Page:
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Accelerating the Pace of CPC Transformation

-- An Interview with Wang Changjiang, Director of the Party Building Teaching and Research Department, the Party School of the Central Committee of the CPC

By staff reporter HOU RUILI

China Today: The party system has its origins in Western society and the notion is an import to China. The political party is the organization connecting the populace and formal government; it ensures those in power act in the public interest. So what is the difference between the CPC and Western parties?

Wang: The difference is that the CPC experienced a transition from a revolutionary party to a ruling party, and led the country's transformation from a planned economy to a market economy. This is significant because for a revolutionary party, the primary target is seizing power, while a ruling party aims to better conditions in a country and develop its society. The transition from a revolutionary to ruling party is a huge feat. The CPC didn't complete the transition in 1949 after it seized the power, neither was it completely transformed by the time it introduced the reform and opening-up policy in 1978. When did it steer the transition? When the 16th CPC National Congress was held in 2002, the party made the explicit statement, "Having gone through the revolution, reconstruction and reform, our Party has evolved from a party that led the people in fighting for state power to a party that has led the people in exercising the power and has long remained in power. It has developed from a party that led national reconstruction under external blockade and a planned economy to a party that is leading national development while the country is opening to the outside world and developing a socialist market economy." It is a long historical process to realize a complete and workable transition from an idea to a theory, and from a method to a system. In this sense, our work is still in progress, and many problems take root in the course of transitions.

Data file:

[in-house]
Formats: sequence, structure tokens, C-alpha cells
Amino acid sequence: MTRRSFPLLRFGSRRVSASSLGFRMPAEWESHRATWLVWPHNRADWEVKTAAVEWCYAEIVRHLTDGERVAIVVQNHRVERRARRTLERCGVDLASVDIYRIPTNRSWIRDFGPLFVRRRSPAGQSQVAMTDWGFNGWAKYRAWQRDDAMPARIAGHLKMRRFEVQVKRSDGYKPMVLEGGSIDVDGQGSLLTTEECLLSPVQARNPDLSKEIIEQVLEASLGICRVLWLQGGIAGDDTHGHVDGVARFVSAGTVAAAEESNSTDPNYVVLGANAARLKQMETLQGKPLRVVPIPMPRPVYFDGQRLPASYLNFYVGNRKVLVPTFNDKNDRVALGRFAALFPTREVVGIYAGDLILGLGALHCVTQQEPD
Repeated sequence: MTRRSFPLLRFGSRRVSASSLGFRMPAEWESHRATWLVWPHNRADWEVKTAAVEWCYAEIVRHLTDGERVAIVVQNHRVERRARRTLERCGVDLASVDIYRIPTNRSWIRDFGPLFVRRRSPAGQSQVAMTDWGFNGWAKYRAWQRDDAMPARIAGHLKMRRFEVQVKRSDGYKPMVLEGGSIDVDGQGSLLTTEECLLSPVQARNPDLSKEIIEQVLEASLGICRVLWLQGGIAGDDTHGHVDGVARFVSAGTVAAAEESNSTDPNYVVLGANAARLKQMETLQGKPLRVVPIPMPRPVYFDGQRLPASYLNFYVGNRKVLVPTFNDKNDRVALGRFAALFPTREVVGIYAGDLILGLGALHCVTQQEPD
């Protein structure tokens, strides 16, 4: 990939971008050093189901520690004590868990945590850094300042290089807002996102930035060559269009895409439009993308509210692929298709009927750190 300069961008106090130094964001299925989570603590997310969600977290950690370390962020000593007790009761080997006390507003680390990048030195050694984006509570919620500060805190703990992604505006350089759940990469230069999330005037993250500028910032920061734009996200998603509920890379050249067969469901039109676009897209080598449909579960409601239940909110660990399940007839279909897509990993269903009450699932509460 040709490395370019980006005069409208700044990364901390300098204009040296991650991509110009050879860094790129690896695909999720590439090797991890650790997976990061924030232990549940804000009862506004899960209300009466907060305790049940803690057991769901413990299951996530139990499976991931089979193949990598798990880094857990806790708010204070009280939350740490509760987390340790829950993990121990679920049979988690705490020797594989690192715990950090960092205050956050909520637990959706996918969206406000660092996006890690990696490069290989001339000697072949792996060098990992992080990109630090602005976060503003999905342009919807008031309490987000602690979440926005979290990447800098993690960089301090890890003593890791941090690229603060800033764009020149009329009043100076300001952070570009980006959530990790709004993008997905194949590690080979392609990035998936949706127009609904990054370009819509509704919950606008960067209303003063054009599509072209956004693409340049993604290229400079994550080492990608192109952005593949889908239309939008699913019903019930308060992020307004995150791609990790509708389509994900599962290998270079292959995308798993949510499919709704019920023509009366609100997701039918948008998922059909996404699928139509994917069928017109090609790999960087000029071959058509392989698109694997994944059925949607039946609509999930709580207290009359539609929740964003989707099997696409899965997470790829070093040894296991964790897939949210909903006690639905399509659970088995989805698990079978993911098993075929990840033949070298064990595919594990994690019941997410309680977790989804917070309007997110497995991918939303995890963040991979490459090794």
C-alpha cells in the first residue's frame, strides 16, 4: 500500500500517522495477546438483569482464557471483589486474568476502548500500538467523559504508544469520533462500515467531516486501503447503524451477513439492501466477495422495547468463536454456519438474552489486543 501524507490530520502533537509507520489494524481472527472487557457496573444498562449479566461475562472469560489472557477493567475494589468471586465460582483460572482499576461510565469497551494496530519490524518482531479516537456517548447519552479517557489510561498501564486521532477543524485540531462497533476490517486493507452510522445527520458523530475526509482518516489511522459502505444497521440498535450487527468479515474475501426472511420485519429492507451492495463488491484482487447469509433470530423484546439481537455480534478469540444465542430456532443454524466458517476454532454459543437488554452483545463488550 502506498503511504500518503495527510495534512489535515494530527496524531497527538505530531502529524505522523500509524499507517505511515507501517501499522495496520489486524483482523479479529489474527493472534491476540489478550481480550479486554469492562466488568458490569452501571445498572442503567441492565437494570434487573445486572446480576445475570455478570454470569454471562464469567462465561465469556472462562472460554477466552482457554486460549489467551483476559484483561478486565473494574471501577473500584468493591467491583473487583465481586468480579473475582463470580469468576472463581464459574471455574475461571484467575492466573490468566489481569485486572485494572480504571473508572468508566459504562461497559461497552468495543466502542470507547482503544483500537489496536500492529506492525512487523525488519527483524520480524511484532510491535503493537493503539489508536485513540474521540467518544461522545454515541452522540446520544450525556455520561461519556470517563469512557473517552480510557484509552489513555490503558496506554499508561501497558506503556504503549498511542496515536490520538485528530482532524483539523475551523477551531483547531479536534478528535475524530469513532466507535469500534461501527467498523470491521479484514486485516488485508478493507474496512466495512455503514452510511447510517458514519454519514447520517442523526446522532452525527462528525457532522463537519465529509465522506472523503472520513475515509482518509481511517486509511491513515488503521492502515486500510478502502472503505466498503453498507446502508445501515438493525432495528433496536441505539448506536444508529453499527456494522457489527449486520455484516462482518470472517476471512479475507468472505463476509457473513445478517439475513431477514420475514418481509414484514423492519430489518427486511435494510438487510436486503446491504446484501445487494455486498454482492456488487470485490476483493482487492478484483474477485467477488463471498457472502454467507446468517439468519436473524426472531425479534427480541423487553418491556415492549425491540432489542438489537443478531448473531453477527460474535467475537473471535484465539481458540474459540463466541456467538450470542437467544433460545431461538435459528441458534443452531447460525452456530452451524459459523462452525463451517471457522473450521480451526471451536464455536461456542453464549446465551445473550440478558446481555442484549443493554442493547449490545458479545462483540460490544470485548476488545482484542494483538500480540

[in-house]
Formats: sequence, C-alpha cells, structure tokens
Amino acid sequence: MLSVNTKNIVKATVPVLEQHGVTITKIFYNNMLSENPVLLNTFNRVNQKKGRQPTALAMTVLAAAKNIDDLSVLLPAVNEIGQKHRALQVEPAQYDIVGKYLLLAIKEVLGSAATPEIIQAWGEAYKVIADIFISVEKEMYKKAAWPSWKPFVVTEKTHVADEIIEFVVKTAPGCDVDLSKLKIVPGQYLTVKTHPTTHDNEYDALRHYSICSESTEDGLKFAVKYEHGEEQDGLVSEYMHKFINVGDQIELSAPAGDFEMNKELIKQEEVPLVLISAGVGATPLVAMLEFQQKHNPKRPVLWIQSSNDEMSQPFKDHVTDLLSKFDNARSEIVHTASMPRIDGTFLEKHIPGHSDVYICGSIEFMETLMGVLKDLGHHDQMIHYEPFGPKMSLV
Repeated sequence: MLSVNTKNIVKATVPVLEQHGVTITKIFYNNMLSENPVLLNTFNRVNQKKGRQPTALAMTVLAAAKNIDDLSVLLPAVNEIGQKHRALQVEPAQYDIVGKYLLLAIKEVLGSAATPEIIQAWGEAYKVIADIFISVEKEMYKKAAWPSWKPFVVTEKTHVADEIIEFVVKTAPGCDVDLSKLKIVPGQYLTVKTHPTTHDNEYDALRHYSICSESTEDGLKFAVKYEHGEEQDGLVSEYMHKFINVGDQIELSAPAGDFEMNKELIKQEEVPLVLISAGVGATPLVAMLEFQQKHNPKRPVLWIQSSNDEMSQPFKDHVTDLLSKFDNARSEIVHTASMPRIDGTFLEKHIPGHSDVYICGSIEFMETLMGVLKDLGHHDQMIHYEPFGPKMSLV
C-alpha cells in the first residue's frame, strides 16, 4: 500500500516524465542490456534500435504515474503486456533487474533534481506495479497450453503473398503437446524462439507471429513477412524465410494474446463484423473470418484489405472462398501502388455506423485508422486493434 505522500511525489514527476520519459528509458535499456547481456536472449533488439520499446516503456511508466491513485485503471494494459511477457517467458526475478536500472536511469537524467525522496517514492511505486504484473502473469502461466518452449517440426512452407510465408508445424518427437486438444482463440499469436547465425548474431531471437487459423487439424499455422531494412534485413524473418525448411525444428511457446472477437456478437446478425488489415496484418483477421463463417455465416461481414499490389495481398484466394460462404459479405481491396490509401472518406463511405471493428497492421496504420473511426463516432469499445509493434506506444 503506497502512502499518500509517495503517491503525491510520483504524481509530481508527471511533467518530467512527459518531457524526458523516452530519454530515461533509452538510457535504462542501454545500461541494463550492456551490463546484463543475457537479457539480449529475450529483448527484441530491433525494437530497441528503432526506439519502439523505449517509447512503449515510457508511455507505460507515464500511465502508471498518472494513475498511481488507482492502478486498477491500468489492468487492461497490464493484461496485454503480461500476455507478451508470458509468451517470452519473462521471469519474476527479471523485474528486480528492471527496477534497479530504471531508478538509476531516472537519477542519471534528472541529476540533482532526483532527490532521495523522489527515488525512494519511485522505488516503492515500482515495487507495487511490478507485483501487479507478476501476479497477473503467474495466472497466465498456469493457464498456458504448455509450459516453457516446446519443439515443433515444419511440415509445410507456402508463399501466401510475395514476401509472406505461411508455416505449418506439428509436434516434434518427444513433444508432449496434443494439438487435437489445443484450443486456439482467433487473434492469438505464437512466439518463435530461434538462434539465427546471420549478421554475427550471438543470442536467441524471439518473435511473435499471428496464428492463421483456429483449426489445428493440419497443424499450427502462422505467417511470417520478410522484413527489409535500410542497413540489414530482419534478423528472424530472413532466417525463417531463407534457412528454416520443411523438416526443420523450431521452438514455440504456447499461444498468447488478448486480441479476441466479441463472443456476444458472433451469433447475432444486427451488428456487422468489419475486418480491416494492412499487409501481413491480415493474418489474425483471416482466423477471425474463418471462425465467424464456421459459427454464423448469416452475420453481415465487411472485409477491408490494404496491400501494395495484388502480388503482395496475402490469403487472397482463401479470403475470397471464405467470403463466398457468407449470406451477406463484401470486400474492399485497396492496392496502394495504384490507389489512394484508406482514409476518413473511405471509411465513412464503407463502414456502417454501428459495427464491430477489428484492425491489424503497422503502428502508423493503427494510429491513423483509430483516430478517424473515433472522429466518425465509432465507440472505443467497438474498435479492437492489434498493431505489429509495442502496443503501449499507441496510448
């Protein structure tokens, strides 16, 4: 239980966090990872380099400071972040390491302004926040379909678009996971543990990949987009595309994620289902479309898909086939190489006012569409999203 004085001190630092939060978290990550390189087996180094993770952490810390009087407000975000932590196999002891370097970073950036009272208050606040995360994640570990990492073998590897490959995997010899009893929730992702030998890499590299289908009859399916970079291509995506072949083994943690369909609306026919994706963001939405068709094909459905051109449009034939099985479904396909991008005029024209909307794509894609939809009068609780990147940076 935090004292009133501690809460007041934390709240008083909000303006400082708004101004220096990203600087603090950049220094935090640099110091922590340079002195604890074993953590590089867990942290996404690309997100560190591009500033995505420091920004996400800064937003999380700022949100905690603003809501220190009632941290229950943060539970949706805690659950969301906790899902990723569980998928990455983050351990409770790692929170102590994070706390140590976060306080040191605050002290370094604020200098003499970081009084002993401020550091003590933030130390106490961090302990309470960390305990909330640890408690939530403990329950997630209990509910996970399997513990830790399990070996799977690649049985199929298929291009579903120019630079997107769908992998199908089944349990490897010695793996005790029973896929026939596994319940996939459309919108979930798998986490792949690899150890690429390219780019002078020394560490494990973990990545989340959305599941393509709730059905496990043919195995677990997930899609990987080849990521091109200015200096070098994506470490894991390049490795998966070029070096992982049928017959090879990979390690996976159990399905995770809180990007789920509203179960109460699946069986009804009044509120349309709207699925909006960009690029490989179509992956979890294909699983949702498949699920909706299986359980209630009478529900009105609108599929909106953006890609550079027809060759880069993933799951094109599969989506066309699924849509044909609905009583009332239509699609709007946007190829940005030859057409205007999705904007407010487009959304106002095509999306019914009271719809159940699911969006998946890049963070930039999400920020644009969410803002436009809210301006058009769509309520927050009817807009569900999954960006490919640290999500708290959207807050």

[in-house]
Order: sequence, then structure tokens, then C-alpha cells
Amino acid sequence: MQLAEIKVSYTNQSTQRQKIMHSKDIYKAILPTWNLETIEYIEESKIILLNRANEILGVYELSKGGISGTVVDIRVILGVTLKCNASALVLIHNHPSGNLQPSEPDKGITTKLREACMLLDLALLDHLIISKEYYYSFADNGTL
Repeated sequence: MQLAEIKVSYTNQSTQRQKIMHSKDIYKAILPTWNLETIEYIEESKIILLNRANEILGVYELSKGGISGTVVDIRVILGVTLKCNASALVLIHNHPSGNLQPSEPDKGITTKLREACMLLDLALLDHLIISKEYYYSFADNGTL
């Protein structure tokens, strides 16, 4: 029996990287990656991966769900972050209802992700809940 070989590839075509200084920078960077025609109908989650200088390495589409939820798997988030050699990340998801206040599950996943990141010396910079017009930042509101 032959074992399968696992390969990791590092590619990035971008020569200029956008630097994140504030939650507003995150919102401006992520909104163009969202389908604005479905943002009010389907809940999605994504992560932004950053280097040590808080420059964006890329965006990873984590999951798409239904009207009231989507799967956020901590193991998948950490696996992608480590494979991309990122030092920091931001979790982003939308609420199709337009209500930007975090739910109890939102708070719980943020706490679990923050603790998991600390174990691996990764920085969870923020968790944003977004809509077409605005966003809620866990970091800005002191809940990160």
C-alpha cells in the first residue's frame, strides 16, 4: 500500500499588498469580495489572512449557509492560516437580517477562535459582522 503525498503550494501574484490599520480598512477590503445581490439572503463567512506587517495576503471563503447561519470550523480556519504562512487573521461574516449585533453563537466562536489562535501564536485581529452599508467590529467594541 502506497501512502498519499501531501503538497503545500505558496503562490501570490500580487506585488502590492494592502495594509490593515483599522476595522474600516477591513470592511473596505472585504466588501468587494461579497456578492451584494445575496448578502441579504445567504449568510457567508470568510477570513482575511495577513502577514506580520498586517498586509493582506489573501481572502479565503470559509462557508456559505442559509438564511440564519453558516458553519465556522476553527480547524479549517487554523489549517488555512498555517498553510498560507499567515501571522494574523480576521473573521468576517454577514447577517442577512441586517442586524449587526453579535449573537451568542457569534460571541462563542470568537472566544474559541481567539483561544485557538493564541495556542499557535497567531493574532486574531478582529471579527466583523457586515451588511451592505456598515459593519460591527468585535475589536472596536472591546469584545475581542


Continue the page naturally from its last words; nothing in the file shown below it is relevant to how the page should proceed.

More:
China Today: Jiang Zemin, then general secretary of the CPC, gave a speech on the 80th anniversary of the founding of the CPC. He pointed out, "Since China adopted the policy of reform and opening-up, the composition of China's social strata has changed to some extent. There are, among others, entrepreneurs and technical personnel employed by scientific and technical enterprises of the non-public sector, managerial and technical staff employed by foreign-funded enterprises, the self-employed, private entrepreneurs, employees in intermediaries and free-lance professionals. At that time, what did it mean for the Central Committee to advocate expanding the source of membership?

Wang: The CPC's desire to absorb private entrepreneurs into its ranks was a rapid response to the rapid change in the composition of Chinese society. At that time, private companies in Suzhou, Wuxi and Changzhou of coastal Jiangsu Province were evolving at breakneck speed. New social strata had emerged beyond the normal workers, farmers and intellectuals and the collective economy was in transition to private ownership. It was a big problem for the ruling party. In wartime, the CPC needed the strength of the worker-peasant alliance to be victorious in revolution, but in a market economy, new social strata developed and the diversity would challenge the CPC if the Party confined itself to earlier models and policies. After a full investigation and discussion within the Party, Jiang Zemin called for the admittance of people of merit from the private sector into the Party.